I’m excited to be sharing what I’ve learned about the Feast of Firstfruits today as we continue our Word Nerd Wednesday series on the Levitical Feasts.
Feast of Firstfruits Commanded by God
The name of book of Leviticus comes from the tribe of Levi, the tribe from which Israelite priests came. It is full of laws, ceremonies, rituals, sacrifices, and the procedures for priests to properly conduct them, given by God to Moses on mount Sinai.
“Speak to the Israelites and say to them: ‘When you enter the land I am going to give you and you reap its harvest, bring to the priest a sheaf of the first grain you harvest. He is to wave the sheaf before the Lord so it will be accepted on your behalf; the priest is to wave it on the day after the Sabbath.’”
The Hebrew word translated to “firstfruits” in this passage is re-shiyth (ray-sheeth’) and it means the first, in place, time, order or rank—beginning, chief, first (-fruits, part, time), principal thing.
The Israelites celebrated the Feast of Firstfruits in early spring. At this time, grain was beginning to grow and mature, early figs were ripening and new lambs were being born. This was also the time of the barely harvest, the earliest grain ready for harvest. Grain, oil, and wine were the three major agricultural products produced in the Promised Land.
“On the day you wave the sheaf, you must sacrifice as a burnt offering to the Lord a lamb a year old without defect, together with its grain offering of two-tenths of an ephah of the finest flour mixed with olive oil—a food offering presented to the Lord, a pleasing aroma—and its drink offering of a quarter of a hin of wine.”
Priestly Procedures and Provision
During the Feast of Firstfruits, Priests:
*waved sheafs of barely before the Lord
*offered a spotless young lamb as a burnt offering
*made a grain offering of flour mixed with oil (2/10 of an ephah or about 4.4 liters)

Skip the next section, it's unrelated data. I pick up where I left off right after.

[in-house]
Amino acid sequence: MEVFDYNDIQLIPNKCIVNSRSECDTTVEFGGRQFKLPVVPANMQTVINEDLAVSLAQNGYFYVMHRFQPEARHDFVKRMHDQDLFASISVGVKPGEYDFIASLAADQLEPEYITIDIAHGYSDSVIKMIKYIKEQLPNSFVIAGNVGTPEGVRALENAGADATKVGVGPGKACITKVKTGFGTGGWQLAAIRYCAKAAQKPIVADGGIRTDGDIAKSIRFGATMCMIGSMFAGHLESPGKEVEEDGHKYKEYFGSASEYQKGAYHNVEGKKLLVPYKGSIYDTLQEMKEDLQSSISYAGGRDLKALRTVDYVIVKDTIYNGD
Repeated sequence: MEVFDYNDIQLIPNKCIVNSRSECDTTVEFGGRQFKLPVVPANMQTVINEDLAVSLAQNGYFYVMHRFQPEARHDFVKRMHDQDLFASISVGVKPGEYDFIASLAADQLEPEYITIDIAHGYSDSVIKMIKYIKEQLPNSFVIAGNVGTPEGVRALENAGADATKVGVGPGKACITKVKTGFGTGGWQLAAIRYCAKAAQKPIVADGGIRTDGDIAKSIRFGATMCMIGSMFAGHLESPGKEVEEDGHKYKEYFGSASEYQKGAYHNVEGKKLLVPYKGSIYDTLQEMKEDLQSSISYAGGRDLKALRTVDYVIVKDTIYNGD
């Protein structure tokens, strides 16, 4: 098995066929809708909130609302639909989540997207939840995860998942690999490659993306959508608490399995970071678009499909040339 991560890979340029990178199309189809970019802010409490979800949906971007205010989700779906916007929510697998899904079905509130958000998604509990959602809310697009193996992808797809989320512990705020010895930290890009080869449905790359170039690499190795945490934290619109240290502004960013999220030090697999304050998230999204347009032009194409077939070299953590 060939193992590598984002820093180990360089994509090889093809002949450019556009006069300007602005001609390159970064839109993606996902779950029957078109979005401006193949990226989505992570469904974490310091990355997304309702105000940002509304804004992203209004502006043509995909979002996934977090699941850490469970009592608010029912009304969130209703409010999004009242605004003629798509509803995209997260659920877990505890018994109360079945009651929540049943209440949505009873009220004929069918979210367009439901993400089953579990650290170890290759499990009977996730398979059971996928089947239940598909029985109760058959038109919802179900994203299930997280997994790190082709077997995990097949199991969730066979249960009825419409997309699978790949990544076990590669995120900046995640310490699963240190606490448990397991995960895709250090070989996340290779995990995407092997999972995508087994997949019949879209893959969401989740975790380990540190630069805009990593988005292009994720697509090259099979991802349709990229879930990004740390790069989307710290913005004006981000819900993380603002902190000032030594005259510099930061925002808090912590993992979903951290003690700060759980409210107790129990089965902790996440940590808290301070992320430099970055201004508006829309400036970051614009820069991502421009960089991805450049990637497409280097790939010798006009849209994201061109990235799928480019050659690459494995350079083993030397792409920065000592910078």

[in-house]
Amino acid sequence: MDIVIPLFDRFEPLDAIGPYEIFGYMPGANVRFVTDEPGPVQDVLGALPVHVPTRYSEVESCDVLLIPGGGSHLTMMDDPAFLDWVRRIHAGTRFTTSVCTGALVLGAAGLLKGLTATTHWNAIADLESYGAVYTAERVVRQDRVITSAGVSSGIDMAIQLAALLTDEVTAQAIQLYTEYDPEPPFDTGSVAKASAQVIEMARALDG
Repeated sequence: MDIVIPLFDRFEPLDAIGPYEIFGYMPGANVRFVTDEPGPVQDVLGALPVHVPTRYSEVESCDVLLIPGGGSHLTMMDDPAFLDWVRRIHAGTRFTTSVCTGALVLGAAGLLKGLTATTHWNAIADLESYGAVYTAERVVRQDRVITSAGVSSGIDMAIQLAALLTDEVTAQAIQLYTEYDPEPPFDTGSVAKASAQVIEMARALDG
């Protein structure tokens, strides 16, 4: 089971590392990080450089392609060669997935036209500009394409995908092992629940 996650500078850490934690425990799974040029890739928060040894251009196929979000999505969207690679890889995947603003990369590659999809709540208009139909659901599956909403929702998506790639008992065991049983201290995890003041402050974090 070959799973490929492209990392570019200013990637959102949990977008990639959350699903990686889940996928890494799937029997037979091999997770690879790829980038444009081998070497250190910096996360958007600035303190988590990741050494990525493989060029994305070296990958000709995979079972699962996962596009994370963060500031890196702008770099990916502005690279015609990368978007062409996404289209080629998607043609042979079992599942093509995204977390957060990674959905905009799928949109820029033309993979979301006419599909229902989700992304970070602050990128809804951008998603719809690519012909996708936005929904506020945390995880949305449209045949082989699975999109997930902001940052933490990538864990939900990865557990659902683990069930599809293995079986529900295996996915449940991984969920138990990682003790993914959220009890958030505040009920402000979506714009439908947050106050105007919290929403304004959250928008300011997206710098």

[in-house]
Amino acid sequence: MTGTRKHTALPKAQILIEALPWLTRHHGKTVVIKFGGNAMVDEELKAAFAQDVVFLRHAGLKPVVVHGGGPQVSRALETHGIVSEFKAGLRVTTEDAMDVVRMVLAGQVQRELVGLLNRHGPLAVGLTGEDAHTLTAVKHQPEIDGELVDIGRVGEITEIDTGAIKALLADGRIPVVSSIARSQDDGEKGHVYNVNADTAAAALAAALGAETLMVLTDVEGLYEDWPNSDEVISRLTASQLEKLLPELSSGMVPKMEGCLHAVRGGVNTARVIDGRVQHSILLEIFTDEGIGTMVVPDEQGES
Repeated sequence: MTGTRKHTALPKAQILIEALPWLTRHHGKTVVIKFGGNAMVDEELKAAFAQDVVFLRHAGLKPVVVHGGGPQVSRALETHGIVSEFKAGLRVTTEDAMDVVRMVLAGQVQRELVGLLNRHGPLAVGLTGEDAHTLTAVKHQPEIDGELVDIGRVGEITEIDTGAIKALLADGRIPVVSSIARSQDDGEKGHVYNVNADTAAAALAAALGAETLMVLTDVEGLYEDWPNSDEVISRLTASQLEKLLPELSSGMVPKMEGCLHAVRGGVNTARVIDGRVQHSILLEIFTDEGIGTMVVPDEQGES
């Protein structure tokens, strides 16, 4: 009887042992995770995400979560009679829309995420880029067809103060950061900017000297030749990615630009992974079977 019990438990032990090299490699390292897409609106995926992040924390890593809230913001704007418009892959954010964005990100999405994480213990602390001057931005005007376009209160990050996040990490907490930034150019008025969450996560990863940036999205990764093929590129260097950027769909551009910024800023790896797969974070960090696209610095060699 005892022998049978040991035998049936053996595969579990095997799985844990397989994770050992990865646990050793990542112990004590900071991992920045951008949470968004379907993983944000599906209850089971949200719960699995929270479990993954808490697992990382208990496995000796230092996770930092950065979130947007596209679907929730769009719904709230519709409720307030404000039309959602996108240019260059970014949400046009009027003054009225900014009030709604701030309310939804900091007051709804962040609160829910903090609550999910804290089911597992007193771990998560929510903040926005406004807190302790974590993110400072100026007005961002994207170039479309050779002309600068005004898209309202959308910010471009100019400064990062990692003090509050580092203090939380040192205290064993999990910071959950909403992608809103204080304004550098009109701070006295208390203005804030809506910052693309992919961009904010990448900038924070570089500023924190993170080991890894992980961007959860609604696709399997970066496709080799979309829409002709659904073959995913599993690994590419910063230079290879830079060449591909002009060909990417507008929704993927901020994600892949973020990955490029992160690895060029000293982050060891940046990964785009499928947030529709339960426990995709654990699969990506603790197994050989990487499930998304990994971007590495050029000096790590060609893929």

*presented a drink offering of wine (1/4 of a hin or about 1 quart)
I love that it says these food offerings produced an aroma pleasing to the Lord and I’ll be talking more about that soon in our Friday series on experiencing God through the five senses He gave us.
According to Mosaic Law, God used the people of Israel to provide for their Priests by making an offering of the fruit of their labors… grain and animals. Some of which were strictly used for making sacrifices at the altar, such as is the case in the burnt offerings, other specific portions were eaten by the Priests and their families.
Grace before Meals
“You must not eat any bread, or roasted or new grain, until the very day you bring this offering to your God. This is to be a lasting ordinance for the generations to come, wherever you live.”
God commanded the Israelites to make their offering to Him before they ate of the new harvest. Even snacking as indicted by the mention of “roasted or new grain” in this passage. Roasted or parched grain was a snack those harvesting ate. Workers took newly picked heads of grain and roasted them in a fire, then ate them when cool. This practice is also mentioned also in Joshua 5:11 and Ruth 2:14. For me this is a reminder to give thanks to God for His provision prior to every meal or snack I eat. As we cultivate this attitude of gratitude, we will begin to notice just how much God provides for us.
Jesus modeled this practice when the boy offered His lunch to feed the crowd. He raised, or waved, the fish and the loaves and gave thanks to His Father. And then all were fed with plenty was left over. We participate in this practice when we say grace before our meals, too.
Jesus and the Feast of Firstfruits
Because there are no coincidences in God’s plan, I find it interesting to note, the Feast of Firstfruits was celebrated on the third day after Passover, making it what we know as Easter Sunday. Jesus rose from the grave on the Feast of Firstfruits.